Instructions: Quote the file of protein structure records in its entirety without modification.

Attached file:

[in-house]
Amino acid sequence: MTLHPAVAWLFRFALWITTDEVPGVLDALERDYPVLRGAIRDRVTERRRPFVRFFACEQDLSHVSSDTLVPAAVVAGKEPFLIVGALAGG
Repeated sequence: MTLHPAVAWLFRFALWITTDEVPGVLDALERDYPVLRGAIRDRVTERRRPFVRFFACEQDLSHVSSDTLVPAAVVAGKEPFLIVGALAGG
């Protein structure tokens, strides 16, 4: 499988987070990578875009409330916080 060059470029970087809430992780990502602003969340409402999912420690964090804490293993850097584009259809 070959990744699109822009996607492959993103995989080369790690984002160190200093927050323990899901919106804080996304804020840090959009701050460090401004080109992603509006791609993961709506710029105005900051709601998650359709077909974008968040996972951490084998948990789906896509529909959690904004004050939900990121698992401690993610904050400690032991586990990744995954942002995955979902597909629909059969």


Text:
[in-house]
Amino acid sequence: MTLHPAVAWLFRFALWITTDEVPGVLDALERDYPVLRGAIRDRVTERRRPFVRFFACEQDLSHVSSDTLVPAAVVAGKEPFLIVGALAGG
Repeated sequence: MTLHPAVAWLFRFALWITTDEVPGVLDALERDYPVLRGAIRDRVTERRRPFVRFFACEQDLSHVSSDTLVPAAVVAGKEPFLIVGALAGG
């Protein structure tokens, strides 16, 4: 499988987070990578875009409330916080 060059470029970087809430992780990502602003969340409402999912420690964090804490293993850097584009259809 070959990744699109822009996607492959993103995989080369790690984002160190200093927050323990899901919106804080996304804020840090959009701050460090401004080109992603509006791609993961709506710029105005900051709601998650359709077909974008968040996972951490084998948990789906896509529909959690904004004050939900990121698992401690993610904050400690032991586990990744995954942002995955979902597909629909059969």